62. Duck Season unfolds with a slaphappy logic that only looks casual. In fact, every unfinished conversation and banal picture on the wall (one's of ducks) matters as four little people share one memorable little day.
  63. I mean no impertinence when I say that as a portrait of love and grief, writer-director Mike White's exceptional film Year of the Dog deserves the same admiration accorded Joan Didion's exceptional memoir "The Year of Magical Thinking."
  64. Something marvelous happens as the filmmaker, in his first feature, expertly metes out small scenes of communication between people taught, for generations, to be wary of one another: This Band swings with the rhythms of hope.
  65. It's a crackerjack B movie worthy of comparison to such stylishly low-down, smart-meets-dumb, hyper-violent entertainments as the 1997 Kurt Russell thriller "Breakdown," Clint Eastwood's infamous police bloodbath "The Gauntlet," John Carpenter's original "Assault on Precinct 13," and Arnold's own overlooked 1986 outing "Raw Deal."
  66. The film is like East of Eden replayed as a hyperbolic rock fever dream. There are a few sour, juvenile moments, but this is the rare pop movie that works the way a great rock & roll song does: It tells a simple, almost elemental tale and uses the music to set it aflame.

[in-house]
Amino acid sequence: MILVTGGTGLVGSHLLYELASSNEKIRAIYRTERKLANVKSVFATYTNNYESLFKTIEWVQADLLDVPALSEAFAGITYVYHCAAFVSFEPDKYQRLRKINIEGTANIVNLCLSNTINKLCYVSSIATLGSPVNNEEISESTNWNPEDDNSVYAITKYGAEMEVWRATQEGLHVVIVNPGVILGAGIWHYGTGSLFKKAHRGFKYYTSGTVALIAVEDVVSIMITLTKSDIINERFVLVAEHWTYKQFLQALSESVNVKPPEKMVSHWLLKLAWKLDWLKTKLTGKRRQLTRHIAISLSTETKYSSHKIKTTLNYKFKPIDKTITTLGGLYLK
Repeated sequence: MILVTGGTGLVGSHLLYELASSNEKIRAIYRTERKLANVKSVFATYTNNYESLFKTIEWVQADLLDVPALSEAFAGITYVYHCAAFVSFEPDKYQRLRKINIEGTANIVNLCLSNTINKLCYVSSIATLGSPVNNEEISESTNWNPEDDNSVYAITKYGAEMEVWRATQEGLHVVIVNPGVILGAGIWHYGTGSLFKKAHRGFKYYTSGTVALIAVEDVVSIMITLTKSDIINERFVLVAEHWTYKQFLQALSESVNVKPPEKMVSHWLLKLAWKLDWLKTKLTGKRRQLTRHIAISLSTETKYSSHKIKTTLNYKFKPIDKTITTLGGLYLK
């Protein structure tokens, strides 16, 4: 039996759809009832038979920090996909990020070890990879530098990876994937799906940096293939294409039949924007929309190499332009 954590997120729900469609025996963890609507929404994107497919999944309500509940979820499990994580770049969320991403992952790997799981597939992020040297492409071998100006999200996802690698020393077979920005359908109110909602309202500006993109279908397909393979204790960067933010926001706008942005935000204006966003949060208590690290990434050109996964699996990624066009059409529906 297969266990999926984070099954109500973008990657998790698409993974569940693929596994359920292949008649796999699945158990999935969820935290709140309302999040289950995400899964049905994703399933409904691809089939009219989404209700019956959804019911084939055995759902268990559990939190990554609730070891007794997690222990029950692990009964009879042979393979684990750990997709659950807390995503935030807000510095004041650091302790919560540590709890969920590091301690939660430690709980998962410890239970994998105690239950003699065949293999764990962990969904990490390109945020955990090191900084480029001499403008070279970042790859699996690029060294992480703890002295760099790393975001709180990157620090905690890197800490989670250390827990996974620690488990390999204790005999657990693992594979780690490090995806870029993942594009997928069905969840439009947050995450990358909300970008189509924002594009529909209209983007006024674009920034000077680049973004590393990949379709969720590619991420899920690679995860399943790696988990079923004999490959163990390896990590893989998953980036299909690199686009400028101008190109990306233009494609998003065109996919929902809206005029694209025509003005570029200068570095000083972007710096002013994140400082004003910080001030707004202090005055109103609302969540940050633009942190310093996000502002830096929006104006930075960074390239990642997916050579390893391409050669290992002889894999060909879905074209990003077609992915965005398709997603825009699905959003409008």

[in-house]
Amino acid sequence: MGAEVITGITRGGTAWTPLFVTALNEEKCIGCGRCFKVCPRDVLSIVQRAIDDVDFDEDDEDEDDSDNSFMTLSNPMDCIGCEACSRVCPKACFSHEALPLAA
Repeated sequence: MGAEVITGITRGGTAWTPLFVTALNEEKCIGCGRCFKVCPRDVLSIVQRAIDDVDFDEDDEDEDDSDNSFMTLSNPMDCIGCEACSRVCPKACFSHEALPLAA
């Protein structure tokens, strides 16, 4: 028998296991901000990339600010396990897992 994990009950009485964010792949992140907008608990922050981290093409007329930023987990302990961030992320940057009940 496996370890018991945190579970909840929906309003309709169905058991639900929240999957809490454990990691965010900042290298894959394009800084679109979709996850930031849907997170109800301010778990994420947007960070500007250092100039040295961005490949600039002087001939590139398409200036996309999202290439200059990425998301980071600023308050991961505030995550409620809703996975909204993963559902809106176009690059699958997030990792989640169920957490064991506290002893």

67. The very title The Departed suggests a James Joycean take on Irish-Catholic sentiment when, of course, this story is anything but: It's Scorsesean, and he's in full bloom.
  68. Shrewd, tough, and lively -- a junior-league "One Flew Over the Cuckoo's Nest."
  69. A mesmerizing work of disturbing power and unease.
  70. The real joy of The Gift is getting to that twisted goodness, because more than anything, Edgerton’s script and direction demonstrate a keen understanding of tension and what puts an audience on edge.
  71. Smith transfers an Iowa-based short story by Randy Russell to India's western Goa region -- and works in Hindi, primarily with novice actors. The result is a story both authentically specific and profoundly global.
  72. His (Townsend) staging has a tumult, a multi-POV immediacy that brings to mind Paul Greengrass' "Bloody Sunday."
  73. This deliciously feisty doc contextualizes their verbal brawls and the odd love-hate (mostly hate) rivalry between two men who seemed able to regard their own sense of heroism only through the other’s villainy.
  74. Lives happily ever after because it's such a feisty but good natured embrace of the inner ogre in everyone.
  75. Film music by Nino Rota provides a Fellini overlay.
  76. This truly intimate film invites viewers to commune as well and feel a profound living connection with fellow humans of 30,000 years ago.
    • 72 Metascore
    • 91 Critic Score
    In Martin Provost’s graceful biopic, Emmanuelle Devos plays Leduc as a powder keg of a woman who used her loneliness and insecurity as the explosive fuel for her work.
  77. In a bold move that pays off, the movie jettisons dialogue altogether and tells its whole story through barn-animal noises, goofy sound effects, and sight gags so silly they’d make Benny Hill spin in sped-up ecstasy. The effect is contagiously cute.
  78. The Cockettes weren't talented, exactly, yet the bedazzled flakiness of their passion takes you closer than just about any movie has to what was once really meant by the term ''free-spirited.''